Up until recently, if anyone had asked me what I miss most about being a youngster, I would promptly answer that it was the pleasure of socially acceptable loafing off my parents. No worrying about what to have for supper, or worrying about what your friends think when they visit your room that looks like it was temporarily used as a secret atom bomb test site. (Best of all: no Kardashians, although this did not have anything much to do with my parents… we did have the boy band epidemic though…) Your only real concern was to rack your brain to find a way for finishing your maths homework as quickly and painlessly as possible IF you could even be bothered to do it at all.
Nowadays, however, I realise that my ultimate longing is for my childhood imagination. It’s not that I am in a severe lack of it at now (as enduring E! entertainment TV commercials would be virtually impossible). It’s just that, when I was a kid, my imagination was almost like my portal to another world. See I grew up on a farm, and while it was not exactly in the middle of nowhere, it was just far enough out of the nearest town to be a problem for seeing friends. On top of that, my parents were extremely hard-working people which meant that I could therefore rarely get me a lift in. I thus ended up spending hours upon hours playing by myself with the abundance of toys and action figures that I owned between the roots of a gigantic oak tree growing outside our house. Actually, I didn’t just play with my Biker Mice figurines, Power Rangers bots or my scale model trucks: I inhabited them. My small but vividly active childhood mind was absolutely spellbound by how these cool little characters sucked me into their worlds.
Then there was TV. O man… we had some stylish cartoons and shows in the 90’s, and some of the biggest fights I had with my dad was when the cricket and Goosebumps was on at the same time. I was particularly entranced with a series of computer animated shows which emerged mostly from the vision of Californian based director Owen Hurley. Remember them? They were Beast Wars: Transformers, Shadow Raiders: War Planets and, of course, Reboot and I spiral into nostalgia whenever my mind recalls the excitement of watching these shows. To my unspoilt, infant eyes they were awesome with their 3D graphics and special effects, so I decided to watch one or two episodes before writing this post and… horror. Yes I know that these shows saw the light of day for the first time nineteen years ago, but I could have sworn they were more visually detailed in my memory. I would bet serious cash that my girlfriend’s Asus tablet has the capacity to render these shows in more detail today. In real time. I mean the average iPhone can now reach the moon given a few thrusters and some rocket detachment phases right? I think I just found Apple’s next marketing stunt.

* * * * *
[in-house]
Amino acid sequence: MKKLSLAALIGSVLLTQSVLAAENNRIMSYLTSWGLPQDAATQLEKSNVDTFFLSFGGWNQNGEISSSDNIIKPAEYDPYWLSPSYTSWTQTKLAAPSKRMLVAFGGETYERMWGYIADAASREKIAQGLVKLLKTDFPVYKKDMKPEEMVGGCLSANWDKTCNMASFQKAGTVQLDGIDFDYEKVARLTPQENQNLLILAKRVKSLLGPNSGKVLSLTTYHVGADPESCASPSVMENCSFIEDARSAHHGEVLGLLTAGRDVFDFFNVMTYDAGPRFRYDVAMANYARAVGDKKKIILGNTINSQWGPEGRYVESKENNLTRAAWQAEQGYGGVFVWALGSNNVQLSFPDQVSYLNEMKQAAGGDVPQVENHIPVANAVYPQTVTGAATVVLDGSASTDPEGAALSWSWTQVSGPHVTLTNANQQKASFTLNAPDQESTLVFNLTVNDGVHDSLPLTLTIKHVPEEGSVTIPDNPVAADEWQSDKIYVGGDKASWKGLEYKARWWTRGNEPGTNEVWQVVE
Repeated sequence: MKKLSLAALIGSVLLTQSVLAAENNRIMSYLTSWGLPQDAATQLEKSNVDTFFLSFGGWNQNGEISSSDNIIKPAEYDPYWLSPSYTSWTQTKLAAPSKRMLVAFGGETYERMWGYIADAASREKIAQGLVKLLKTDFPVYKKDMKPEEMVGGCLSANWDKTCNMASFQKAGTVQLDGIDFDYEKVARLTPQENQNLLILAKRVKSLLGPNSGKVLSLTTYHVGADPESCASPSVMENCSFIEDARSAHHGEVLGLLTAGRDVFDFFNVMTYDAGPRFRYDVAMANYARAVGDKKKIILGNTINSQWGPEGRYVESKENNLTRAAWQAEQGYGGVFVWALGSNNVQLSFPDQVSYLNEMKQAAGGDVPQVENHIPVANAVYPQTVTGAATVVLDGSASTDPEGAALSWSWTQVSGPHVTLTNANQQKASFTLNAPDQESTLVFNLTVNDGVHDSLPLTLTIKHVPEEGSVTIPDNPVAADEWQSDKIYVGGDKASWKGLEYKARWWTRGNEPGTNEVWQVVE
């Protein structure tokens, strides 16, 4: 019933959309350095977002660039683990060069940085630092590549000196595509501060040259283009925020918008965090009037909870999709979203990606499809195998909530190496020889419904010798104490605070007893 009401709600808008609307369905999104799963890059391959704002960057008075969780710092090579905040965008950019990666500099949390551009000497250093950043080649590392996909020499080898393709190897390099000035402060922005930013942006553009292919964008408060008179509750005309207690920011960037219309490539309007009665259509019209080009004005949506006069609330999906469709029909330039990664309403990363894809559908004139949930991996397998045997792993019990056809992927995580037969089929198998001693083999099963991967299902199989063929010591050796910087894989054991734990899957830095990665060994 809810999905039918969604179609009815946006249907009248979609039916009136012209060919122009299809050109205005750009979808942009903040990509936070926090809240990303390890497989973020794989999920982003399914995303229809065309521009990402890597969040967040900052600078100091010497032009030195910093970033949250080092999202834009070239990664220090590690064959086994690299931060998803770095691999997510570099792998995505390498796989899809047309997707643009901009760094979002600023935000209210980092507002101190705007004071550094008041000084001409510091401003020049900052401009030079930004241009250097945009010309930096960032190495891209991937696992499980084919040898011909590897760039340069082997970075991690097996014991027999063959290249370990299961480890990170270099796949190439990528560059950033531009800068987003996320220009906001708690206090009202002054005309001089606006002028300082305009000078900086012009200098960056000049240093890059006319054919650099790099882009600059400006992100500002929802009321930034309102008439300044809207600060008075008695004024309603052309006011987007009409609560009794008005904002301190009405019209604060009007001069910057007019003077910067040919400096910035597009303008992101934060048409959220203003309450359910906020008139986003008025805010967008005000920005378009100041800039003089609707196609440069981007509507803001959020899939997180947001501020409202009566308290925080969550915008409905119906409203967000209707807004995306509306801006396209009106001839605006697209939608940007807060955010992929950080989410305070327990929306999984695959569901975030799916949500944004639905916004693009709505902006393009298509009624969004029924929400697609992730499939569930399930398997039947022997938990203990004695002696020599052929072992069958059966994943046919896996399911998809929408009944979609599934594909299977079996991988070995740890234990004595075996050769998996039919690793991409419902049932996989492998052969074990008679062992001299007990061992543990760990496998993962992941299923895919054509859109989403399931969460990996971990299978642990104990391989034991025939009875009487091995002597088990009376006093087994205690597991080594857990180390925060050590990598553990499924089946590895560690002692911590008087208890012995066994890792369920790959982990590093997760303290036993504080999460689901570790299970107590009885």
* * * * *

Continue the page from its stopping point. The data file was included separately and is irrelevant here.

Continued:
This brings us to Tomb Raider: Underworld. Here we encountered the third, second era Tomb Raider game by developer Crystal Dynamics which follows chronologically from the critically acclaimed Tomb Raider Anniversary, although I get the impression that Underworld is in fact closer to Legend with regards to plot and style. If you’d like to catch up on the history behind an IP that has crossed the Atlantic in terms of development studios, you cannot miss IGN’s ‘History of Tomb Raider’ article, or alternatively have a look at my previous Tomb Raider: Anniversary post for an extremely condensed version of what you need to know about Lara’s journey thus far.
In the plot there is a bit more than we have come to expect from tried and trusted recipe that has become the recurrent blueprint for a Tomb Raider adventure. Yet the novelty is practically inconsequential. In the end, you still assume the familiar role of a wealthy and acrobatic heiress who sets off to find a supernatural artifact by traversing very complex obstacle courses. In brief, upon finding an unexpected site at the bottom of the ocean, Lara must try to save her mother from the underworld by following a series of clues left by her father referring to Norse mythology. Sure enough, this game is the personification of ‘If it ain’t broke don’t fix it.’ To me, more often than not, that’s not always a bad thing (which explains why The Force Awakens is viciously nipping at Avatar’s heels). Innovation has never really been Lara’s thing. Every outing with her feels, in actual fact, a bit more like a very slow but palpable process of refinement. Then why did it feel like something very different was unfurling here?